Newcastle United last night sought to clarify speculation surrounding manager Joe Kinnear's sudden trip to the Good Hope hospital in Sutton Coldfield yesterday morning prior to Newcastle's game at West Bromwich Albion, saying that the 62-year-old is "OK" and mentioning only "high blood pressure". But the fact Kinnear will be kept in "for a couple of days" reveals how seriously the situation is being viewed.
Newcastle also released a quote from Kinnear on how much he had enjoyed listening to Newcastle's 3-2 victory at the Hawthorns. "Although I missed the game I had my grandson giving me a full commentary on the match," Kinnear said. "It was a great win for us."
Newcastle's statement began: "Joe was admitted to hospital on Saturday morning after complaining of high blood pressure. He underwent a series of tests during the day and the subsequent results have shown he is OK. As a precaution, Joe will remain in hospital for observation for a couple of days and will then be discharged."
Kinnear's apparently cheerful demeanour was in contrast with speculation earlier in the day that he had suffered a mild stroke or a mild form of heart failure. If so, having previously had to withdraw from football management due to a match-day heart attack 10 years ago when in charge of Wimbledon, it is likely Kinnear would be instructed by doctors not to return quickly to a pressurised environment such as the Premier League and St James' Park. That would be a cause of further uncertainty at a club familiar with tumult.
Kinnear was visited in hospital by his wife Bonnie and by Newcastle managing director Derek Llambias. "Joe was in good spirits and had been listening to the game all afternoon," Llambias said. "And in typical Joe fashion he was more concerned about the team's win than himself. He was nice and relaxed and hopefully will be back home in a couple of days."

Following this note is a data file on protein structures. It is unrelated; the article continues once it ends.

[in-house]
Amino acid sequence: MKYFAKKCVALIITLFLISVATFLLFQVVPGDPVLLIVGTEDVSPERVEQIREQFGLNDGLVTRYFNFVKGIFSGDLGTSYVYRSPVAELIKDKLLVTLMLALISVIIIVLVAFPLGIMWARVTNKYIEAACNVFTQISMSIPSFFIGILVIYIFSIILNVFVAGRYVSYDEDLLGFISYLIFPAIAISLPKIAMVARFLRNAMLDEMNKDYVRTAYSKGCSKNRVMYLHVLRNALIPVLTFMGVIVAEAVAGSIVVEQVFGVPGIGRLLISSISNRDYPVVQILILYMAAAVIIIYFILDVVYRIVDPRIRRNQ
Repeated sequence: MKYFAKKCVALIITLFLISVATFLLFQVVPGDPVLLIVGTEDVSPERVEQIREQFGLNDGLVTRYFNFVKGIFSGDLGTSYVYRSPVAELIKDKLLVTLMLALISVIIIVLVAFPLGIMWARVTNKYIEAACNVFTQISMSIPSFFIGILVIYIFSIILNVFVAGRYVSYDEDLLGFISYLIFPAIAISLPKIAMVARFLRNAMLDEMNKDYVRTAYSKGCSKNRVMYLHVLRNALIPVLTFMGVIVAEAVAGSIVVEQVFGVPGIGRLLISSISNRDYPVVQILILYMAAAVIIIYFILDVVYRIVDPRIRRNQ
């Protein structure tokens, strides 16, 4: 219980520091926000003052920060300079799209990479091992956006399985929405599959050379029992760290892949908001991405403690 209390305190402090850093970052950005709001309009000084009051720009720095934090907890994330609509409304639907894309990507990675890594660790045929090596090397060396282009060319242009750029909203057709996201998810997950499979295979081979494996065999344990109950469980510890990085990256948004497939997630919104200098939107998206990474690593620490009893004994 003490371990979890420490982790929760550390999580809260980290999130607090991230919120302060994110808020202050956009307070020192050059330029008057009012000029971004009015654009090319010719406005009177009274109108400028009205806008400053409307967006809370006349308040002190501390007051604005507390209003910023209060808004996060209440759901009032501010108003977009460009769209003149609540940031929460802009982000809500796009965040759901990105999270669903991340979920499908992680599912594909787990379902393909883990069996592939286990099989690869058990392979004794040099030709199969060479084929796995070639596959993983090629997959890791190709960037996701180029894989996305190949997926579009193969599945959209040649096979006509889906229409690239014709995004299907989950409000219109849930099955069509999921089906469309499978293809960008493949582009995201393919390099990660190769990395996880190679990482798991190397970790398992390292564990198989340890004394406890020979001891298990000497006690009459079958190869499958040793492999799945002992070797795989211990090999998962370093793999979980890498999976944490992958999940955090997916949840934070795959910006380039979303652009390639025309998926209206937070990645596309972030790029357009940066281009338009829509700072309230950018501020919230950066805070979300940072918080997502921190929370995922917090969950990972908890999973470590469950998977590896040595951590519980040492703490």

Kinnear had awoken at Newcastle's hotel yesterday at the Belfry in the Midlands to complain to Newcastle's medical staff about feeling unwell. Given his past history they advised Kinnear to go to hospital.
Newcastle described this as a "precautionary" step and said that assistant coach Chris Hughton would take the team for the tense relegation battle with West Bromwich Albion. Hughton briefly held the reigns between Kevin Keegan's departure on 2 September and Kinnear's shock arrival 24 days later. Colin Calderwood, the former Nottingham Forest manager, was recruited as an additional coach a fortnight ago.
Kinnear's willingness to go into the intense atmosphere of Newcastle was, he explained, due in part to others' unwillingness to see past his heart attack in March 1999 when he was manager of Wimbledon. Kinnear suffered that heart attack before a game at Hillsborough against Sheffield Wednesday.
Three months later, after seven seasons with Wimbledon, Kinnear was forced to stand down and was replaced by Egil Olsen. It was two years before Kinnear returned to full-time management – at Luton Town – and his last job, at Forest, was in 2004. What he wanted to do at Newcastle, he said, was to show people in football that he was still interested, involved and fit enough.
But it was not long before Kinnear was referring to Newcastle as "the biggest challenge" of his career. There was an infamous rant at the local media, uncertainty about his contract due to Mike Ashley's inability to sell the club, supporter rebellion and then, in January, Kinnear found himself as the club's only spokesman as Shay Given and Charles N'Zogbia were sold.
Kinnear also had run-ins with referees – he was sent to the stand against Stoke City in early December – and last month clashed with Hull City manager Phil Brown on the touchline during Newcastle's FA Cup defeat at St. James'.
Newcastle now have a fortnight until their next game, at home to Everton, in which to assess Kinnear's health and whether he should remain in his position or take a break for his benefit and his family's.